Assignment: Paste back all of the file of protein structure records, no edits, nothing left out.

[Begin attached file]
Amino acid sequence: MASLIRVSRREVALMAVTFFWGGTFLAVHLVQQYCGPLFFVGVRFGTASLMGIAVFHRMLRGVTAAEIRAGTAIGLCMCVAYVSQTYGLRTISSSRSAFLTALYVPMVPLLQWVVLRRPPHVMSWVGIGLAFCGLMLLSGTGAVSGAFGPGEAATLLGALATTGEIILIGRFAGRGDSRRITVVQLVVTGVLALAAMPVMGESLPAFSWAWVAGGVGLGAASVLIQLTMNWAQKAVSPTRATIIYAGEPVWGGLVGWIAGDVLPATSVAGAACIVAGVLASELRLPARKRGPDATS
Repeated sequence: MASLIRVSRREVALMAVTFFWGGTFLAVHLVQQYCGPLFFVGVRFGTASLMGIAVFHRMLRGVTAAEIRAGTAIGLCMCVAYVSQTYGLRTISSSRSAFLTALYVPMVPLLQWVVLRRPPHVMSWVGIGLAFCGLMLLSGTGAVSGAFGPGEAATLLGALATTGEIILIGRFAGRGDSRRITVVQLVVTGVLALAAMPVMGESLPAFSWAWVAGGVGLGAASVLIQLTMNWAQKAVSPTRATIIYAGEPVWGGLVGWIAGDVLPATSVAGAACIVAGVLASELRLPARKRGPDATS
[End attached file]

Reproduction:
Amino acid sequence: MASLIRVSRREVALMAVTFFWGGTFLAVHLVQQYCGPLFFVGVRFGTASLMGIAVFHRMLRGVTAAEIRAGTAIGLCMCVAYVSQTYGLRTISSSRSAFLTALYVPMVPLLQWVVLRRPPHVMSWVGIGLAFCGLMLLSGTGAVSGAFGPGEAATLLGALATTGEIILIGRFAGRGDSRRITVVQLVVTGVLALAAMPVMGESLPAFSWAWVAGGVGLGAASVLIQLTMNWAQKAVSPTRATIIYAGEPVWGGLVGWIAGDVLPATSVAGAACIVAGVLASELRLPARKRGPDATS
Repeated sequence: MASLIRVSRREVALMAVTFFWGGTFLAVHLVQQYCGPLFFVGVRFGTASLMGIAVFHRMLRGVTAAEIRAGTAIGLCMCVAYVSQTYGLRTISSSRSAFLTALYVPMVPLLQWVVLRRPPHVMSWVGIGLAFCGLMLLSGTGAVSGAFGPGEAATLLGALATTGEIILIGRFAGRGDSRRITVVQLVVTGVLALAAMPVMGESLPAFSWAWVAGGVGLGAASVLIQLTMNWAQKAVSPTRATIIYAGEPVWGGLVGWIAGDVLPATSVAGAACIVAGVLASELRLPARKRGPDATS